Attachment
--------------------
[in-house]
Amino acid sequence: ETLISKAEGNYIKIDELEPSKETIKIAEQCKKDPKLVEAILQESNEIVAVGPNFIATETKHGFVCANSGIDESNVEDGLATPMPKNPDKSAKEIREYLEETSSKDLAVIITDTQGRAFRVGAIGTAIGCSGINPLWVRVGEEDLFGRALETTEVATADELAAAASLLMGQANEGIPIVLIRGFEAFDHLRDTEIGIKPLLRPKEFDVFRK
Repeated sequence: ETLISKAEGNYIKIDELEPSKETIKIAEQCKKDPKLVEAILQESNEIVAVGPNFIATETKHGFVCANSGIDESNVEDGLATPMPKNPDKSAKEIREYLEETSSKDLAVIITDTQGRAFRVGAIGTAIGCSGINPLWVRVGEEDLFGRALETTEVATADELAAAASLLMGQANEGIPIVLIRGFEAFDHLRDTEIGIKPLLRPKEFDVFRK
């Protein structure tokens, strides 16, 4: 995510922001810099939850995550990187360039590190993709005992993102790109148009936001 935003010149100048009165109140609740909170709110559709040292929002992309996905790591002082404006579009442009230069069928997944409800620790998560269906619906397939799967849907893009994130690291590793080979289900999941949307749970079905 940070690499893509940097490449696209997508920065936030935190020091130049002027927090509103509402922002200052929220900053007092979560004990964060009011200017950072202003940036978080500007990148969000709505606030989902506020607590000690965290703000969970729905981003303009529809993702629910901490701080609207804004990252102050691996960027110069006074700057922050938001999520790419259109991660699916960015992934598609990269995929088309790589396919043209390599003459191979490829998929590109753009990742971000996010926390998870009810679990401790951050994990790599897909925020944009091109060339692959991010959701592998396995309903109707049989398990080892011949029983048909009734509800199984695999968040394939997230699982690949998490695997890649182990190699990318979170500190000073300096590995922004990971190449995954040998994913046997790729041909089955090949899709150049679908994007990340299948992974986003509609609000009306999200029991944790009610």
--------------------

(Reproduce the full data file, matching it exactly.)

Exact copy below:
[in-house]
Amino acid sequence: ETLISKAEGNYIKIDELEPSKETIKIAEQCKKDPKLVEAILQESNEIVAVGPNFIATETKHGFVCANSGIDESNVEDGLATPMPKNPDKSAKEIREYLEETSSKDLAVIITDTQGRAFRVGAIGTAIGCSGINPLWVRVGEEDLFGRALETTEVATADELAAAASLLMGQANEGIPIVLIRGFEAFDHLRDTEIGIKPLLRPKEFDVFRK
Repeated sequence: ETLISKAEGNYIKIDELEPSKETIKIAEQCKKDPKLVEAILQESNEIVAVGPNFIATETKHGFVCANSGIDESNVEDGLATPMPKNPDKSAKEIREYLEETSSKDLAVIITDTQGRAFRVGAIGTAIGCSGINPLWVRVGEEDLFGRALETTEVATADELAAAASLLMGQANEGIPIVLIRGFEAFDHLRDTEIGIKPLLRPKEFDVFRK
């Protein structure tokens, strides 16, 4: 995510922001810099939850995550990187360039590190993709005992993102790109148009936001 935003010149100048009165109140609740909170709110559709040292929002992309996905790591002082404006579009442009230069069928997944409800620790998560269906619906397939799967849907893009994130690291590793080979289900999941949307749970079905 940070690499893509940097490449696209997508920065936030935190020091130049002027927090509103509402922002200052929220900053007092979560004990964060009011200017950072202003940036978080500007990148969000709505606030989902506020607590000690965290703000969970729905981003303009529809993702629910901490701080609207804004990252102050691996960027110069006074700057922050938001999520790419259109991660699916960015992934598609990269995929088309790589396919043209390599003459191979490829998929590109753009990742971000996010926390998870009810679990401790951050994990790599897909925020944009091109060339692959991010959701592998396995309903109707049989398990080892011949029983048909009734509800199984695999968040394939997230699982690949998490695997890649182990190699990318979170500190000073300096590995922004990971190449995954040998994913046997790729041909089955090949899709150049679908994007990340299948992974986003509609609000009306999200029991944790009610």